News & Information for Technology Purchasers NewsFactor Sites:       NewsFactor.com     Enterprise Security Today     CRM Daily     Business Report     Sci-Tech Today  
   
Home Enterprise I.T. Cloud Computing Applications Hardware More Topics...
You are here: Home / Enterprise I.T. / Netflix, YouTube Bandwidth Hogs
DDoS Protection Powered By Verisign
Netflix, YouTube Consume Half of Internet Traffic
Netflix, YouTube Consume Half of Internet Traffic
By Nancy Owano / NewsFactor Network Like this on Facebook Tweet this Link thison Linkedin Link this on Google Plus
PUBLISHED:
NOVEMBER
11
2013


Traffic watchers eager for some hard numbers and new revenue streams now have lots of notes they can take for backup, with Monday's release from Sandvine, broadband network solutions providers for fixed and mobile operators. The new report shows the latest broadband trends based on aggregated anonymized data from its mobile and fixed service-provider customers.

Number-crunchers can replace adjectives like "hot" and "popular" and substitute them with facts. Yes, it is no secret that many broadband customers in North America flock to Netflix and YouTube but the report, "Global Internet Phenomena Report 2H2013," released Monday shows they are not just strong but real heavyweights.

Netflix and YouTube now account for 50 percent of downstream traffic on fixed networks.

Sandvine gathered its information on Internet traffic based on data from a selection of the company's 250-plus service provider customers. The customers ranged from North America and Europe to the Middle East and Africa, the Caribbean and Latin America and the Asia-Pacific. The data was compiled in September from that subset of service provider customers worldwide.

Leader in North America

One of the key findings from Waterloo, Ontario-based Sandvine is that Netflix has earned bragging rights as a killer downstream application. In fact, according to the report, Netflix (31.6 percent) holds its ground as the leading downstream application in North America and, together with YouTube (18.6 percent), accounts for that 50 percent-plus number of downstream traffic on fixed networks.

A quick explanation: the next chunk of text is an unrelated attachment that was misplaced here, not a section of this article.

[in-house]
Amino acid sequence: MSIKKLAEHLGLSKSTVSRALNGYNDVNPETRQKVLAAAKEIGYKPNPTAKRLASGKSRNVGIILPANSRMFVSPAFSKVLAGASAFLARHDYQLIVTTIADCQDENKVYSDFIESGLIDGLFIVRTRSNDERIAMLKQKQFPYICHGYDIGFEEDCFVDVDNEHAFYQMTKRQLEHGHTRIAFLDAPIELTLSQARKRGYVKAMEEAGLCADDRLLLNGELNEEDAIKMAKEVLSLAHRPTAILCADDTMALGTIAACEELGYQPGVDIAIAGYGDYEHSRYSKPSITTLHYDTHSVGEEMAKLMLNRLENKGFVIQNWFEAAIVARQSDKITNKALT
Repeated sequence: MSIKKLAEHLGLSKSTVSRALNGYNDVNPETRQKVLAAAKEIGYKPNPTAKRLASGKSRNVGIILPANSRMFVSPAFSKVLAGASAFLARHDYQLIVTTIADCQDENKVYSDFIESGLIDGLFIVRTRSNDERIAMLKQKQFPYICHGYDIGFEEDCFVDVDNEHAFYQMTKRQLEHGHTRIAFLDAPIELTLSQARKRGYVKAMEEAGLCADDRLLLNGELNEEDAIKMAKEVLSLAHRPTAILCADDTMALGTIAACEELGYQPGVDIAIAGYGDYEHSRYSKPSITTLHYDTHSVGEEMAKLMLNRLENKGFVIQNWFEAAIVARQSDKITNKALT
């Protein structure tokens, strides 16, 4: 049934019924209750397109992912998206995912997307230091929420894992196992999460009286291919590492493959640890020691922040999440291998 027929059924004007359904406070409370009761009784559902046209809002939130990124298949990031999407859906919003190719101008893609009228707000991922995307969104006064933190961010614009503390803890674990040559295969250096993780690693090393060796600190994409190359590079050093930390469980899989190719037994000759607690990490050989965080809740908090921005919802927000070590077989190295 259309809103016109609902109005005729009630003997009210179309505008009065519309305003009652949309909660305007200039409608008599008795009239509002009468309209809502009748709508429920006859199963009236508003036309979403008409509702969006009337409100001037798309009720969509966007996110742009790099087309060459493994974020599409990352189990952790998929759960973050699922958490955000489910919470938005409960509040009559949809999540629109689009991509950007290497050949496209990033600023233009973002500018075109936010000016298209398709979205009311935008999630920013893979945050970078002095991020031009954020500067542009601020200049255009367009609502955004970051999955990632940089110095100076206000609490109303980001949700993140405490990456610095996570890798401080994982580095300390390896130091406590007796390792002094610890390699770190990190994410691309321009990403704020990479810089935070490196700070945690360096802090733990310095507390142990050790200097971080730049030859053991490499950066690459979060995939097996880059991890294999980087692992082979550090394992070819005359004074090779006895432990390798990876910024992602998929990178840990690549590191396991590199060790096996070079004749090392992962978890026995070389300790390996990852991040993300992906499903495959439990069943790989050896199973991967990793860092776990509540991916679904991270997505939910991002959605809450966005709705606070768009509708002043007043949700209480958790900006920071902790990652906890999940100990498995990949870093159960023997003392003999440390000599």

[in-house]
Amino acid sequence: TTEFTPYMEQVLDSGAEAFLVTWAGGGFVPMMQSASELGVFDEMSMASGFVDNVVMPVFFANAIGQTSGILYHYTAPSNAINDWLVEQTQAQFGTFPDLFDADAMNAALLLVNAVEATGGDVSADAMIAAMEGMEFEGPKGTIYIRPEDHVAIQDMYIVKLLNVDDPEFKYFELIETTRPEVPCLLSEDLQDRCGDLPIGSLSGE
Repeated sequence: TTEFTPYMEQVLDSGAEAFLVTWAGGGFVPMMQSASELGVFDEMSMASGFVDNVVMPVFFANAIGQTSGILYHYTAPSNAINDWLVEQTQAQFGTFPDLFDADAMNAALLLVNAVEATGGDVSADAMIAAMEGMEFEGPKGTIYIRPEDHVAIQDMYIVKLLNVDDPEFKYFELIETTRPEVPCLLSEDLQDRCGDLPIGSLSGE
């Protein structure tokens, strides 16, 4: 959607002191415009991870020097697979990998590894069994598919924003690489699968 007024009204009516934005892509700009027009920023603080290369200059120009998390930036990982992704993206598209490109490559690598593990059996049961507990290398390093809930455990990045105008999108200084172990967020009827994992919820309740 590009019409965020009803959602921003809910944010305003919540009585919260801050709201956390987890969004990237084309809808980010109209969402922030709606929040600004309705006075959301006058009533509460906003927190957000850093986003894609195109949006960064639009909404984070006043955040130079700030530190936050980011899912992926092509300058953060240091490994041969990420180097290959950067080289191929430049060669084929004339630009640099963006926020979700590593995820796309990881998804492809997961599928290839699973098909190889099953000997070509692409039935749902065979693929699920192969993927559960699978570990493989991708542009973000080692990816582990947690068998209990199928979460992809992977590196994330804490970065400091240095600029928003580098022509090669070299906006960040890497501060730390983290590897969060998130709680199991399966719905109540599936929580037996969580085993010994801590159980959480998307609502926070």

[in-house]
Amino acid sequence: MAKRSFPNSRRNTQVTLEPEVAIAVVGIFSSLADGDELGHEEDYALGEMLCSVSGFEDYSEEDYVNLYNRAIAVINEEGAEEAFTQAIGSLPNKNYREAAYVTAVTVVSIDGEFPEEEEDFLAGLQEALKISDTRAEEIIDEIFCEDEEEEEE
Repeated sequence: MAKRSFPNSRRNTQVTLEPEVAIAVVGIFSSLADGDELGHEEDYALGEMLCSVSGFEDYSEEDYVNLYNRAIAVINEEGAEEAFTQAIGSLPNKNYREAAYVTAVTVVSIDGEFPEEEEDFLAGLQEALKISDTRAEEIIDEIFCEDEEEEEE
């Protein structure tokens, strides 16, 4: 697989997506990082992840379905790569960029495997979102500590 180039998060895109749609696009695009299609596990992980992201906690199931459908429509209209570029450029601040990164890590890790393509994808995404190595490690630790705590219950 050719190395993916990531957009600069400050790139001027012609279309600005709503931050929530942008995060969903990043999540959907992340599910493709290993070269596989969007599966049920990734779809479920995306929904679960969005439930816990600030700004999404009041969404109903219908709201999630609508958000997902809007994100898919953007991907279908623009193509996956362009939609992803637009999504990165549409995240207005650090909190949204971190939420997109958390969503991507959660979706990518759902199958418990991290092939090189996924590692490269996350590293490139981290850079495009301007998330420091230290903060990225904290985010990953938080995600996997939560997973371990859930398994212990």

The Netflix story carries over to Europe as well. Less than two years since launching in Europe, Netflix accounts for over 20 percent of downstream traffic on certain fixed networks in the British Isles, according to the report. It took almost four years for Netflix to achieve 20 percent of data traffic in the United States.

Another takeaway is how low peer-to-peer file-sharing has dropped in the traffic charts; for the first time ever, peer-to-peer file-sharing fell below 10 percent of total traffic in North America, "a stark difference from the 60 percent share it consumed 11 years ago," said Dave Caputo, Sandvine CEO.

"Since 2009, on-demand entertainment has consumed more bandwidth than 'experience later' applications like peer-to-peer file-sharing," he added. Sandvine's analysts had earlier on projected that peer-to-peer file-sharing would fall below 10 percent, but they did not believe that would happen until 2015. "It's happened much faster," Caputo said.

Changing Tide

The numbers not only carry information that its service-provider customers can use but has also made an impact on Sandvine's business."This phenomena," commented Caputo, "combined with the related rise in video applications like Netflix and YouTube, underscores a big reason why Sandvine's business has grown beyond traffic management to new service creation." (continued...)

1  |  2  |  Next Page >